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News Article about EEC

“After a day of sailing a 17th-century tall ship, making maps and transforming raw jute into three-strand rope, even armchair sailors get hungry.”

The following is an exerpt from an article published in the February 2001 issue of Pacific Yachting. It was titled “Classroom Cuisine” and written by Dyan Dunsmoor-Farley.

I met a group of sailors recently who appeared to have done it all. Not only had they built a 17th-century tall ship, but they had sailed it to Japan, China, Mesopotamia, Greece, Italy and Peru. No matter that it was an imaginary trip; it had the feel, colour and taste of the real thing. Swahbuckling sailors wearing bandannas showed me their ship’s layout, described their days at sea – from captain to cook – and even fed me the local cuisine.

Roger Aubin’s grade six and seven classes had definitely been places, even if only through research – on-line and the old-fashioned way with books! Every square inch of their classroom at Craigflower Elementary was festooned with maps of the 17th century world, scale drawings of the interior and exterior of wooden vessels that plied the open seas three centuries ago, and pictures of the flora, fauna and food eaten by those early voyagers.

By the time the project was completed, students had applied learning in a variety of ways. Art and math skills were developed while creating the drawings of ship’s cross-sections and sail plans. Public speaking skills were honed as each group had to present their voyage to the class (and a couple of unlucky groups had to present to a Pacific Yachting writer – you could tell the adrenaline was up for that one). Map-making demanded some basic understanding of geography, particularly where one continent was in relation to another and how things had changed in the last three hundred years. Doing the project meant going back in history, with lots of reading and problem-solving along the way. And because nothing is really much fun without food, students researched and prepared authentic dishes from the countries that they “visited” and shared them with their classmates.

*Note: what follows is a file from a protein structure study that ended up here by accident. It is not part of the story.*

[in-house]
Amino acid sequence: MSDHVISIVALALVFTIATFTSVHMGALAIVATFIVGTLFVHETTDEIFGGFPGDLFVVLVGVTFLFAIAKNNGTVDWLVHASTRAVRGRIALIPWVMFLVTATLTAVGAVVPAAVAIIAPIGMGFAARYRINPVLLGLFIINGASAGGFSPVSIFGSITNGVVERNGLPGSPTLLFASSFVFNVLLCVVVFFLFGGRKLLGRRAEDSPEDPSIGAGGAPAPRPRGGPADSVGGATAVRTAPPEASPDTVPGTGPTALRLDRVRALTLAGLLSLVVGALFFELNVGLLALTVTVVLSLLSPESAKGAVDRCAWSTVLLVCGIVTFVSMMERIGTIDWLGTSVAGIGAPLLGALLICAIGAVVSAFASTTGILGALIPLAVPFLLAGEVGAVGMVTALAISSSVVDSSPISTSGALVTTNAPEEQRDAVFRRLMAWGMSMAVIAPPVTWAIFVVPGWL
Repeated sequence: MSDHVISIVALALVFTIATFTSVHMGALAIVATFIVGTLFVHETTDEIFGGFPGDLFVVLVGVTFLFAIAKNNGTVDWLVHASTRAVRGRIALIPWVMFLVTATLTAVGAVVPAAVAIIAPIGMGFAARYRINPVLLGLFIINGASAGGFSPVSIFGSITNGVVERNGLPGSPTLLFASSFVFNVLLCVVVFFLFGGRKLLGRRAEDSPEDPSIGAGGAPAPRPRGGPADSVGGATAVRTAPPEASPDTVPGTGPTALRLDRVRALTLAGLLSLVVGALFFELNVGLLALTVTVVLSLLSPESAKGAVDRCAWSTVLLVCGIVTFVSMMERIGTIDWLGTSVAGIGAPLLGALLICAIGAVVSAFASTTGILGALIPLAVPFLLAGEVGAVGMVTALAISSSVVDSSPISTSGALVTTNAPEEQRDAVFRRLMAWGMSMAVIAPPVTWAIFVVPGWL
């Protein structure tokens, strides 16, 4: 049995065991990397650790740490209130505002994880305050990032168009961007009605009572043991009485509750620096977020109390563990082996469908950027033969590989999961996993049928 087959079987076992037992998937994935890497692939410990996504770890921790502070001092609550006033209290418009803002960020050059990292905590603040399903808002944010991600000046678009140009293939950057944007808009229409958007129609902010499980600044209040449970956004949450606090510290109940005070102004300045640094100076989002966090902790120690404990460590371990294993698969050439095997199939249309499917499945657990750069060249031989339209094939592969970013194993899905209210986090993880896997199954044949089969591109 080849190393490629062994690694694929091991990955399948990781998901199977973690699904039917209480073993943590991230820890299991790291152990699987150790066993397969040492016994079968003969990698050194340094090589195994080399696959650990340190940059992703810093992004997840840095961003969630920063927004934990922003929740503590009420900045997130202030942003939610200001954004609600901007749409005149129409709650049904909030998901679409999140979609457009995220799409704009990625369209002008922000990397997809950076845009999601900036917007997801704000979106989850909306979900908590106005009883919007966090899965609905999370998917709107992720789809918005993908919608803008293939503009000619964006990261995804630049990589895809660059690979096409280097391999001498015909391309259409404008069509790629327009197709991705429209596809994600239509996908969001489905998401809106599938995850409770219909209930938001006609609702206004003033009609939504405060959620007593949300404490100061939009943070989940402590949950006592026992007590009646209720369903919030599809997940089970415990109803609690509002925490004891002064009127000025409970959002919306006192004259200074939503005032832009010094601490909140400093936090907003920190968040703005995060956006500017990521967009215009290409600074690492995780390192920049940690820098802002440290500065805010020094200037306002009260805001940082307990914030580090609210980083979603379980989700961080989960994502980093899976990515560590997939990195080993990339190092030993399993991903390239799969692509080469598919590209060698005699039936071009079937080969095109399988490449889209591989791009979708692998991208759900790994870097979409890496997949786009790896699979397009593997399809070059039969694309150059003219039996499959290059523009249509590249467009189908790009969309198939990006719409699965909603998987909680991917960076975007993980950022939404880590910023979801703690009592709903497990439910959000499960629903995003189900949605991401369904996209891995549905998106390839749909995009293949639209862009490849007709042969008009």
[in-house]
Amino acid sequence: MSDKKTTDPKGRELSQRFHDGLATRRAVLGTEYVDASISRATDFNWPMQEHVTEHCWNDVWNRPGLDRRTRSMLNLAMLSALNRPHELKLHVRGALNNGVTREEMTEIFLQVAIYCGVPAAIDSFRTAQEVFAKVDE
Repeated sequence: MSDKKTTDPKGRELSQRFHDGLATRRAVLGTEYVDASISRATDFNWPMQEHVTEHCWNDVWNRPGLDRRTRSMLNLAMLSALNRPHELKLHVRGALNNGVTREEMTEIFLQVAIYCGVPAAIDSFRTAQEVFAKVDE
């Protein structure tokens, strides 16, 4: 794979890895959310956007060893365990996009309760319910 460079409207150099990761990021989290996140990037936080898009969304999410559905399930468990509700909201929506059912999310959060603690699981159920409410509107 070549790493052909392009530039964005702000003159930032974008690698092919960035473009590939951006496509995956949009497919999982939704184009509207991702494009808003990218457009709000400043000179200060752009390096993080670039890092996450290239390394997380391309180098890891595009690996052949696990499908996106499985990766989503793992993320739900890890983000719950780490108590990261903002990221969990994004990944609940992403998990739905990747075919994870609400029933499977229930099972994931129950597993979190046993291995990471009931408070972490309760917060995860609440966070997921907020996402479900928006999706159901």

But food wasn’t the only thing that was made from scratch. The kids learned about what went into building a tall ship, right down to the rope. I was amazed when five students took a bag full of raw jute and turned it into a tough three-strand rope. It also made me very grateful that we don’t have to rely on prickly, skin-abrading jute anymore.

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